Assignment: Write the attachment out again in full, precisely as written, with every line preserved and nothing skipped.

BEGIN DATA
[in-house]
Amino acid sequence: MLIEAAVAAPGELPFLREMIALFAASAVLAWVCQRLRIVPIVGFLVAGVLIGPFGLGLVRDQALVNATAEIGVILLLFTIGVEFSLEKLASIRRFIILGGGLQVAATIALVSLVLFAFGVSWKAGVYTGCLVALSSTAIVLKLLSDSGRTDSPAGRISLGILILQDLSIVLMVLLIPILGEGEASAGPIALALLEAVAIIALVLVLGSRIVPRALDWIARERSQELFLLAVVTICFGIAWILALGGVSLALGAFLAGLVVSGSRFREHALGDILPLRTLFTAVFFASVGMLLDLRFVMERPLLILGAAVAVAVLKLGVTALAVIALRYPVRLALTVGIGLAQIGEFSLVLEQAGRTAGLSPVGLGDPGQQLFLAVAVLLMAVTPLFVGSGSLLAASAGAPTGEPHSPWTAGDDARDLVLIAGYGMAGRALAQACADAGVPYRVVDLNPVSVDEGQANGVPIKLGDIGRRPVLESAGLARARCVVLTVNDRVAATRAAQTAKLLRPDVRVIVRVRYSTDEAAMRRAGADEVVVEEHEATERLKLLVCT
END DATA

[in-house]
Amino acid sequence: MLIEAAVAAPGELPFLREMIALFAASAVLAWVCQRLRIVPIVGFLVAGVLIGPFGLGLVRDQALVNATAEIGVILLLFTIGVEFSLEKLASIRRFIILGGGLQVAATIALVSLVLFAFGVSWKAGVYTGCLVALSSTAIVLKLLSDSGRTDSPAGRISLGILILQDLSIVLMVLLIPILGEGEASAGPIALALLEAVAIIALVLVLGSRIVPRALDWIARERSQELFLLAVVTICFGIAWILALGGVSLALGAFLAGLVVSGSRFREHALGDILPLRTLFTAVFFASVGMLLDLRFVMERPLLILGAAVAVAVLKLGVTALAVIALRYPVRLALTVGIGLAQIGEFSLVLEQAGRTAGLSPVGLGDPGQQLFLAVAVLLMAVTPLFVGSGSLLAASAGAPTGEPHSPWTAGDDARDLVLIAGYGMAGRALAQACADAGVPYRVVDLNPVSVDEGQANGVPIKLGDIGRRPVLESAGLARARCVVLTVNDRVAATRAAQTAKLLRPDVRVIVRVRYSTDEAAMRRAGADEVVVEEHEATERLKLLVCT